Ricotta Cheesecake

Ricotta Cheesecake is New York Style Cheesecake’s light and airy Italian sibling.  Substituting ricotta for cream cheese results in a lighter, less dense but still delicious cheesecake.  Making the recipe with stevia instead of sugar will greatly reduce the carbohydrates count, which we estimate to be around 5 or 6 grams per serving without any topping; either way you choose to make it, Ricotta Cheesecake is delicious.

While many recipes call for using a bain marie or water bath when baking a cheesecake, we find it cumbersome.  For most home bakers, it is difficult to execute properly and if you get a leak between the spring-form pan and the bain marie, you have a soggy disaster on your hands.  While the water bath method is supposed to result in less cracking of the top crust, that has not been my experience.  That said, we actually like some light cracking in the cheesecake’s top crust; it adds character and the small crevices serve as wonderful reservoirs for any fruit sauce topping you may choose to use or for the liquor, see the last step below, when serving the Ricotta Cheesecake.

Ricotta Cheesecake

Prep Time: 1 hour, Total Time: 3 hours, 20 minutes Yields one 9 or 10-inch cheesecake of 8 servings.

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  • 1 ½ pounds Whole-Milk Ricotta cheese
  • 8 oz Sour Cream
  • ¾ cup granulated Sugar or Stevia
  • 6 large Eggs, separated
  • 2 Tbs Cornstarch
  • ¼ tsp fine Sea Salt
  • Finely grated zest of 1 Lemon
  • 2 Tbs Vanilla extract
  • Unsalted Butter at room temperature for the spring-form pan


Ricotta Cheesecake


  1. Spoon the ricotta into a fine mesh sieve placed over a bowl and allow it to drain, preferably overnight, in the refrigerator.
  2. Combine the drained ricotta, sour cream, sugar or stevia, egg yolks, cornstarch, sea salt, lemon zest, and vanilla extract in a large bowl.
  3. Using an electric hand mixer with the two mixing attachments, mix these ingredients together until mostly smooth; some small ricotta curds may remain which is fine as it will add to the cheesecake’s texture.
  4. Preheat the oven to 325 degrees F and grease the spring-form pan generously with the unsalted butter.
  5. In a separate bowl, use the electric hand mixer with the whisk attachment to whisk the egg whites until stiff, peaks form.
  6. Use a rubber spatula to gently fold half the whipped egg whites into the ricotta batter until lightly combined, then fold the remaining whipped egg whites into the batter taking care not to overly mix the batter.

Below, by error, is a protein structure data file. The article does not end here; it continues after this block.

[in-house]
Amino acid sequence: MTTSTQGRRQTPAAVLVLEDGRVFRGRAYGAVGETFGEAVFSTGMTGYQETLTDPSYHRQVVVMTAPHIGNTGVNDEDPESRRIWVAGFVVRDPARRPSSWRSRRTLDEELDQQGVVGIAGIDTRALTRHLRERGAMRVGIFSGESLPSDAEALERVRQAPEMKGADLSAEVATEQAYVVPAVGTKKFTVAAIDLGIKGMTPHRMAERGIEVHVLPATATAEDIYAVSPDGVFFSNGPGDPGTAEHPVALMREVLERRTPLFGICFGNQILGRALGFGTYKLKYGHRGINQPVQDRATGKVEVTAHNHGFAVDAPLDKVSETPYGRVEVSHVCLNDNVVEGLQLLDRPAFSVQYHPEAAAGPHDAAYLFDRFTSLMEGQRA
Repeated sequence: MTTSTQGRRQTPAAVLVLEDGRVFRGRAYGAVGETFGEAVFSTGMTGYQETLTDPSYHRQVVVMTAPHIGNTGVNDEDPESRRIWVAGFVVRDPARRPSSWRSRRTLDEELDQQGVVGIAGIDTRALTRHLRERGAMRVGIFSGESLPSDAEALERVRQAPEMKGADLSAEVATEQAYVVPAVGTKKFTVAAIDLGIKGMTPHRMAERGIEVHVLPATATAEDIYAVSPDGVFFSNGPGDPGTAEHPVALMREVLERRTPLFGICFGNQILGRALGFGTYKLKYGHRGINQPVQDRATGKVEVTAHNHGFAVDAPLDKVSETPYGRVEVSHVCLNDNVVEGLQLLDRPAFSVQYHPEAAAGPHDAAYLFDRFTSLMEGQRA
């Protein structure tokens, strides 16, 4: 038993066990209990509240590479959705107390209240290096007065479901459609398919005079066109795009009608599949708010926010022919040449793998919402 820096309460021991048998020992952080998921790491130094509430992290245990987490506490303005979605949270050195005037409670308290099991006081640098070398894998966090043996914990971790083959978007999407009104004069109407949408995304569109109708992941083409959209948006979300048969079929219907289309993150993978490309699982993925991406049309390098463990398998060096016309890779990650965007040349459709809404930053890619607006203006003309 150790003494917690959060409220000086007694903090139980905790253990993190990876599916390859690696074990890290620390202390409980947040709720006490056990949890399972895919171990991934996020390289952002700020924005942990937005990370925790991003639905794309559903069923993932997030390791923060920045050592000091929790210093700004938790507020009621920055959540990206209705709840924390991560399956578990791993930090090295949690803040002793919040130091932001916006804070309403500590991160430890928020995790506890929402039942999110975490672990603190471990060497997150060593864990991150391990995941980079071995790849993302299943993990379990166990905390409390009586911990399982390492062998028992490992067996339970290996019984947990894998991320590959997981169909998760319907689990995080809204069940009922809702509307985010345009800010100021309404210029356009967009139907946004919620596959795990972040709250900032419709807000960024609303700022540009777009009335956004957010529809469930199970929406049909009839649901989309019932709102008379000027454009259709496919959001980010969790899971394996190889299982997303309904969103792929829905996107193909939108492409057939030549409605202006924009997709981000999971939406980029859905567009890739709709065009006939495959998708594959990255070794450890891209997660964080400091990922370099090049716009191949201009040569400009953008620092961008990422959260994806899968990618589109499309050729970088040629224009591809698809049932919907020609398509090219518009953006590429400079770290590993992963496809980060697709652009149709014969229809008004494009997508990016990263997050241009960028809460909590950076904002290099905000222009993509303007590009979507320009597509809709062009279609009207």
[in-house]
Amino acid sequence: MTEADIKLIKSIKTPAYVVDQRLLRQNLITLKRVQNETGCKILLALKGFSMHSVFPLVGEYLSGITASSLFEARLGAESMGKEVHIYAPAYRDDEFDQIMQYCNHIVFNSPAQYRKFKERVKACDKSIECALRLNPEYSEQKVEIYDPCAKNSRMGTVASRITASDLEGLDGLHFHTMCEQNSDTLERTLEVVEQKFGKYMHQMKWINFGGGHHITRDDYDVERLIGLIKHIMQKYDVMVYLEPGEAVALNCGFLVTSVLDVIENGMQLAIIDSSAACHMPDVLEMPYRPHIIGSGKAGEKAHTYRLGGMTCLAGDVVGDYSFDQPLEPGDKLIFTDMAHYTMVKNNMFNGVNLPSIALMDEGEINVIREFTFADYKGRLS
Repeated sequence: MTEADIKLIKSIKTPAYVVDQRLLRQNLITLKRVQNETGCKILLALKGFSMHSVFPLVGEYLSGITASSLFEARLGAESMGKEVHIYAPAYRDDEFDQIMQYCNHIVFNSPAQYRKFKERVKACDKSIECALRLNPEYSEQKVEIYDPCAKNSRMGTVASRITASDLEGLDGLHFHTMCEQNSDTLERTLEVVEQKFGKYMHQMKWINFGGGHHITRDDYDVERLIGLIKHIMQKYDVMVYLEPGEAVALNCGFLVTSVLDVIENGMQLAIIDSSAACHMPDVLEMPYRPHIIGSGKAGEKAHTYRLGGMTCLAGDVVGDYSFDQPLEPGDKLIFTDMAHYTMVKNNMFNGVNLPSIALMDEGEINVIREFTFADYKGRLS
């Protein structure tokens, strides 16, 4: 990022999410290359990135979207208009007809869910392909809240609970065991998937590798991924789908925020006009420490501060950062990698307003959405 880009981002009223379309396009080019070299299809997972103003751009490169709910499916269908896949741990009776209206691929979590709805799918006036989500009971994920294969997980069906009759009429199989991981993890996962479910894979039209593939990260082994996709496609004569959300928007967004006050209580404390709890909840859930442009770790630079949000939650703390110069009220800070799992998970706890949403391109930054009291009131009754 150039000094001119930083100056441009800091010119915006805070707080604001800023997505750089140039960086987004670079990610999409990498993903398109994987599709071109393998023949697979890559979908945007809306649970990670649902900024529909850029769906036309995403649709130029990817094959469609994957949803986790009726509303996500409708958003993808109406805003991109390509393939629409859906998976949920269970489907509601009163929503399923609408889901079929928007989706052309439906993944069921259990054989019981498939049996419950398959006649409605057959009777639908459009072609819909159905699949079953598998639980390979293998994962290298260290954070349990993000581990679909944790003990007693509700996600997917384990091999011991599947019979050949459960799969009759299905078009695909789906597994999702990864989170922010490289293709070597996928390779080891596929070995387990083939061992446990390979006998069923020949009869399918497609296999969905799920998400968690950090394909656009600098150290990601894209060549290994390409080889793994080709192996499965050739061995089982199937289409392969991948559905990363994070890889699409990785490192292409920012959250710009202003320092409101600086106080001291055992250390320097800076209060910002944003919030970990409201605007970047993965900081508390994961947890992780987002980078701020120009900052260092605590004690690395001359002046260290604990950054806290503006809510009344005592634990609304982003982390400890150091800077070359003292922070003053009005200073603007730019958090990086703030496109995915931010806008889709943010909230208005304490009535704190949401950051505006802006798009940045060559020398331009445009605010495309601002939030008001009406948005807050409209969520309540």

7. Pour the batter into the spring-form pan slowly and give the pan a gentle shake to evenly settle batter in the pan.
  8. Place the pan on a baking sheet and bake on a centered rack in the oven for 1 hour and 20 minutes at which time the cake’s center will appear firm and the top a deep golden-brown color.
  9. This step is mission critical! Turn off the oven, pop the oven door open a few inches, most ovens have a catch in the door mechanism to permit this, and let the cheesecake cool in-place for a minimum of 1 hour to 1 ½ hours. Do not remove the cheesecake from the oven.  There will be some settling as the cheesecake cools which is normal.
  10. Remove the cheesecake in the spring-form pan and baking sheet from the oven and set the baking sheet aside.  Place the spring-form pan on the counter and run a blunt-tipped knife around edge of the cheesecake to release it from the pan and allow it to continue to cool for 30 minutes.
  11. Using the lever, release sides of the spring-form pan and use the blunt-tipped knife once again to release any spots of the cheesecake’s sides which may still be stuck to the pan. Remove the spring-form pan sides and allow the ricotta cheesecake to continue to cool completely.
  12. This recipe will yield 8 servings; you can cut thinner slices but I don’t recommend it as they will likely fall apart when serving.  We enjoy ricotta cheesecake on its own without any fruit sauce.  If you do want to serve ricotta cheesecake with a sauce, serve it on the side on the plate or allow guests to add their own or not. 
  13. For a special, adult version of ricotta cheesecake, you can do as Vito’s maternal grandmother, Concetta, would and pour a shot glassful of “brown goods” (rye or blend whiskey, rum or brandy or a combination of them as she only drank wine at dinner) over the cooled ricotta cheesecake and let the cake absorb the liquor, which will take a few hours.  Grandmother would repeat this process two or three times prior to serving the ricotta cheesecake; naturally, you would have to bake the ricotta cheesecake at least one day prior to serving it to accommodate this process.  The end result is a subtly-flavored ricotta cheesecake for the adult palate.  Enjoy!

Ricotta Cheesecake

One response to “Ricotta Cheesecake”

  1. Maureen Fowles says:

    This looks so delicious